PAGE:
complete verse (1 Thessalonians 5:19)

Following are a number of back-translations of 1 Thessalonians 5:19:

  • Uma: “Don’t obstruct the work of the Holy Spirit.” (Source: Uma Back Translation)
  • Yakan: “Don’t oppose what God’s Spirit says to you.” (Source: Yakan Back Translation)
  • Western Bukidnon Manobo: “Do not say no to the commands which the Holy Spirit gives you.” (Source: Western Bukidnon Manobo Back Translation)
  • Kankanaey: “Don’t be-blocking what the Holy Spirit wants to have-you say.” (Source: Kankanaey Back Translation)
  • Tagbanwa: “Don’t like extinguish the Espiritu Santo.” (Source: Tagbanwa Back Translation)
  • Tenango Otomi: “Do not oppose what the Holy Spirit wants to do.” (Source: Tenango Otomi Back Translation)

Translation commentary on 1 Thessalonians 5:19 – 5:22

A good part of the meaning of these five imperatives is lost if we do not first understand the relations between them. The first clear distinction is between the two negative commands of verses 19-20 and the positive commands of verses 21-22. In Greek the two groups are separated by an adversative “but” (omitted in many manuscripts, probably accidentally incorporated into the next word). Within each group, Paul moves from the generic to the specific; despising inspired messages is a special case of restraining the Holy Spirit. Keeping what is good and avoiding every kind of evil are the two consequences of putting all things to the test.

The question then arises: Does the second group of commands, like the first, refer to “inspired” activities, or does it have a wider meaning? When Paul says put all things to the test, does he mean “everything which claims to be an inspired message,” or is he advising his readers in general terms not to take anything at its face value? New English Bible makes the first possibility explicit in its text: “Do not despise prophetic utterances, but put them all to the test and then keep what is good in them and avoid the bad of whatever kind,” and the second possibility in a footnote: “… Put everything to the test: keep hold of what is good and avoid every kind of evil.” The first alternative makes stronger sense of the context, though New English Bible‘s text is perhaps too emphatic.

Do not restrain the Holy Spirit. Good News Translation and Die Bibel im heutigen Deutsch make explicit the word “Holy” in this context. The word is implicit in the original Greek, but for the reader of a common language translation it is better to make it explicit.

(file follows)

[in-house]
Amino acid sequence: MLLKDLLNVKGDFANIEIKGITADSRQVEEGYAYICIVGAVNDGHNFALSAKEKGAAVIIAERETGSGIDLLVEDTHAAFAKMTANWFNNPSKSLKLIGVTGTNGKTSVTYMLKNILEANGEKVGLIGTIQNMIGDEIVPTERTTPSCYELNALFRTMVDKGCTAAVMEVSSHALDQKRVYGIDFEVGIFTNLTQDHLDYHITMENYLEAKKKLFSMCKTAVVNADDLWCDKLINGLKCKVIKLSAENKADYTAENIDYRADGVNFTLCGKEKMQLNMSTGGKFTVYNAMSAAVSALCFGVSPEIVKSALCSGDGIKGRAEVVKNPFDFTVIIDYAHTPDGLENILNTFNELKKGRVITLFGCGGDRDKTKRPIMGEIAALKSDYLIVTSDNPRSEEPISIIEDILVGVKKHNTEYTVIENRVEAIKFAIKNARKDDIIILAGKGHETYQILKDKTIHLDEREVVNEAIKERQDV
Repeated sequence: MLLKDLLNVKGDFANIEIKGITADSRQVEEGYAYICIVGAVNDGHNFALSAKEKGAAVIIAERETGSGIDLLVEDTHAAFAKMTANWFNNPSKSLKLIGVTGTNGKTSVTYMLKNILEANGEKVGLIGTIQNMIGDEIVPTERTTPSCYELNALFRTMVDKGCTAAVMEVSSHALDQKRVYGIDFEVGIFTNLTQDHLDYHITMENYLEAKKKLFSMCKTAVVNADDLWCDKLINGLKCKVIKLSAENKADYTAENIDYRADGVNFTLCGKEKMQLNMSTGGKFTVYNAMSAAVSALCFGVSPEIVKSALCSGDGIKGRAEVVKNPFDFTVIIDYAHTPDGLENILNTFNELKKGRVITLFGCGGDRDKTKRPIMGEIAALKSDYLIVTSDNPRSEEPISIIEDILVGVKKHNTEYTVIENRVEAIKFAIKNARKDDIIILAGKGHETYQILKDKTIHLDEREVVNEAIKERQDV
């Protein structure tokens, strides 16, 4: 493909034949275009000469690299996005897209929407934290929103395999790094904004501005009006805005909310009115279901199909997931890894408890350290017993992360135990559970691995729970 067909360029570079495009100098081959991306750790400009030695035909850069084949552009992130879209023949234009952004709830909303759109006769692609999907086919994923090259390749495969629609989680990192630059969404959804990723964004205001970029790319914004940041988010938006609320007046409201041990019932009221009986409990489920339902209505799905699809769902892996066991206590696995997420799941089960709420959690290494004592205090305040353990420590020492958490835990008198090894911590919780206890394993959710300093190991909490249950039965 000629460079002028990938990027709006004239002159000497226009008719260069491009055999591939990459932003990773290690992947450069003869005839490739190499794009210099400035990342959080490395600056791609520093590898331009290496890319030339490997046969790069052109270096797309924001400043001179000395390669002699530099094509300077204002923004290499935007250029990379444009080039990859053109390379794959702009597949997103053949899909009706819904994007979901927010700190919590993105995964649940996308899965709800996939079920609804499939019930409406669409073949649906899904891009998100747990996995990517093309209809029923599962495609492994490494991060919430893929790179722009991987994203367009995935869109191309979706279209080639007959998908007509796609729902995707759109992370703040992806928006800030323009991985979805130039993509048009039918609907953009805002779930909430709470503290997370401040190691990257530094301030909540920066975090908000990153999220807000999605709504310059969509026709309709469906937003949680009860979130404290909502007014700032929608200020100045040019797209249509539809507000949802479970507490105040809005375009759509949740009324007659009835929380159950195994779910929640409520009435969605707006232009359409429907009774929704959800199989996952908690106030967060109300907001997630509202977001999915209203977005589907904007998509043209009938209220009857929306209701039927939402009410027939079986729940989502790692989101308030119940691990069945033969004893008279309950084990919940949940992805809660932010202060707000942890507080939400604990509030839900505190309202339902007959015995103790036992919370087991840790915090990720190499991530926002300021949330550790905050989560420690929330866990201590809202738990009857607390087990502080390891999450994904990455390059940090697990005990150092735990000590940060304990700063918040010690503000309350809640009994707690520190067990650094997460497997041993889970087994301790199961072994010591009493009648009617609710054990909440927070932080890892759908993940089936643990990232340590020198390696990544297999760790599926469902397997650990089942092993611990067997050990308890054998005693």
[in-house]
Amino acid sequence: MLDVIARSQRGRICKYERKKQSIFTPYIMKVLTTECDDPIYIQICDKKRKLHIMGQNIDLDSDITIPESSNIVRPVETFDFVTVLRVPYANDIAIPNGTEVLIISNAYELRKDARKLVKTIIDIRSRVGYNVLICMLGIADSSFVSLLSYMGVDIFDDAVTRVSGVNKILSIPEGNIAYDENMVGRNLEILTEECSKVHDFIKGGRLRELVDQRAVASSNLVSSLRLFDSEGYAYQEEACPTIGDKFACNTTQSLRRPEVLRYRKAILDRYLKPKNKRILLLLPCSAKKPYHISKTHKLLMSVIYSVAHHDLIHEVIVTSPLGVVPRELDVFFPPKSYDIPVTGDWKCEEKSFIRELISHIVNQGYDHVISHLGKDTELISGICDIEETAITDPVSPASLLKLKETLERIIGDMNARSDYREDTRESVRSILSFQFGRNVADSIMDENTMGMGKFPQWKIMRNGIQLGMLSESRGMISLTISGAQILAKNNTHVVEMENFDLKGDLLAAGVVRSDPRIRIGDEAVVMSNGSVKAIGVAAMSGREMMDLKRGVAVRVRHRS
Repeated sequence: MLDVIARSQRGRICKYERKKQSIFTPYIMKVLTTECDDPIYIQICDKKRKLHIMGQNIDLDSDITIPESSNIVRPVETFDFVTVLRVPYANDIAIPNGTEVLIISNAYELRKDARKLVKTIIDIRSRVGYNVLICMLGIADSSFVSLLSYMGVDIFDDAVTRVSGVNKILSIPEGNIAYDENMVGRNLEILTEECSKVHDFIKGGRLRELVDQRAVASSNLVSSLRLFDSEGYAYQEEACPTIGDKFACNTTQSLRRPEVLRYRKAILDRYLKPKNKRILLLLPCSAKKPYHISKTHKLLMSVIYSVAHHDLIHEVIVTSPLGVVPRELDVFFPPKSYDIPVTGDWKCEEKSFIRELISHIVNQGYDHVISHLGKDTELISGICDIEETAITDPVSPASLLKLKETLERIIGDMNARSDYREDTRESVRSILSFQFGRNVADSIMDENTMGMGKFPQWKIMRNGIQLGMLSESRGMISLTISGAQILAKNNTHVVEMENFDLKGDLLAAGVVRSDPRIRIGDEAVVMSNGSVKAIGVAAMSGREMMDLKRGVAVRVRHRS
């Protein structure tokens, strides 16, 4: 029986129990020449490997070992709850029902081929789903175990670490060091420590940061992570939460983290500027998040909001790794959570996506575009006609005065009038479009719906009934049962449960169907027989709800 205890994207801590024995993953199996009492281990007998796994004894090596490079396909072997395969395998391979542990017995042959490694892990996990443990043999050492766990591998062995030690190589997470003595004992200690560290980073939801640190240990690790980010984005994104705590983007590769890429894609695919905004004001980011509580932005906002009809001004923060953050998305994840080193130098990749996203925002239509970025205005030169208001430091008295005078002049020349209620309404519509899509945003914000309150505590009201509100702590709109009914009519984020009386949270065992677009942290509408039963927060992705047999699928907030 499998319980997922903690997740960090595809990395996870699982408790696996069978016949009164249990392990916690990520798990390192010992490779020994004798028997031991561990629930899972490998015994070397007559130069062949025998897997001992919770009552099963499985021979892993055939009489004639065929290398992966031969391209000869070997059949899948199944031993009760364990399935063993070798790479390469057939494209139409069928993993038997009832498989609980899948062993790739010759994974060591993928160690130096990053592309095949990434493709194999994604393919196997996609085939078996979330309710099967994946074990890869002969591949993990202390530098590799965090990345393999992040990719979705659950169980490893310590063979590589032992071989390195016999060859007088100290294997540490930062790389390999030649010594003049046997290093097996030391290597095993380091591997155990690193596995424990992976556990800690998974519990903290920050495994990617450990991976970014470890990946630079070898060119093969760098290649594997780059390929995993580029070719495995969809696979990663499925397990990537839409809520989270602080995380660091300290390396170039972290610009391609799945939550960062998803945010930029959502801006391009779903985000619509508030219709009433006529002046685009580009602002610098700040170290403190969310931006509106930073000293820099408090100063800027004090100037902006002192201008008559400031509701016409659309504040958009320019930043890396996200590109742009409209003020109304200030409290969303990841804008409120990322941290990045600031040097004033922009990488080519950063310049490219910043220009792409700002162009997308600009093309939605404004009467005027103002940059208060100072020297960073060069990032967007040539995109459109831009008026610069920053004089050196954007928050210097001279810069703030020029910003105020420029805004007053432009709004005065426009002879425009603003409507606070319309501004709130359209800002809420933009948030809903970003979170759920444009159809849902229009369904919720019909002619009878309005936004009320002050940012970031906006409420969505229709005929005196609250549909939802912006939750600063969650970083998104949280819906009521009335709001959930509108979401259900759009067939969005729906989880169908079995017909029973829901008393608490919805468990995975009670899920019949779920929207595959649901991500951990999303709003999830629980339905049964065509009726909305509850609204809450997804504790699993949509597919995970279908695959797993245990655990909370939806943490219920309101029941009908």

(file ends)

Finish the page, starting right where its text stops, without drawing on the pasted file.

Restrain is a nonmetaphorical translation of a text which contains the metaphor of putting out a fire (cf. Revised Standard Version “do not quench the Spirit”). The Holy Spirit was sometimes described as a flame or fire (see Acts 2.3). Translators deal with this metaphor in four different ways. (1) King James Version Revised Standard Version Luther 1984 Zürcher Bibel La Sainte Bible: Nouvelle version Segond révisée Le Nouveau Testament. Version Synodale Bible de Jérusalem Traduction œcuménique de la Bible keep the metaphor as it stands, leaving the image of the comparison implicit. (2) Others make the image of comparison explicit; “never damp the fire of the Spirit” Phillips (cf. Moffatt Die Bibel im heutigen Deutsch Biblia Dios Habla Hoy). (3) New English Bible Knox Translator’s New Testament Bible en français courant replace the original metaphor by a different one: “stifle” or “put an obstacle in the way of.” (4) Good News Translation Bible de Jérusalem Barclay Die Bibel im heutigen Deutsch replace the metaphor by a literal expression or, in the case of Die Bibel im heutigen Deutsch, by a dead metaphor. The first choice is the least likely to be clear, outside the original setting of the primitive church. The choice between the three other possibilities depends on the resources of the receptor language. Generally speaking, a nonmetaphorical translation should be chosen only if (2) and (3) prove to be difficult or misleading.

Something of the metaphorical significance of the phrase “do not quench the Spirit” may be reflected in other types of metaphors, for example, “do not hold back the Spirit,” “do not tie the Spirit down,” “do no make the Spirit shut up,” or “do not tell the Spirit, That is enough.”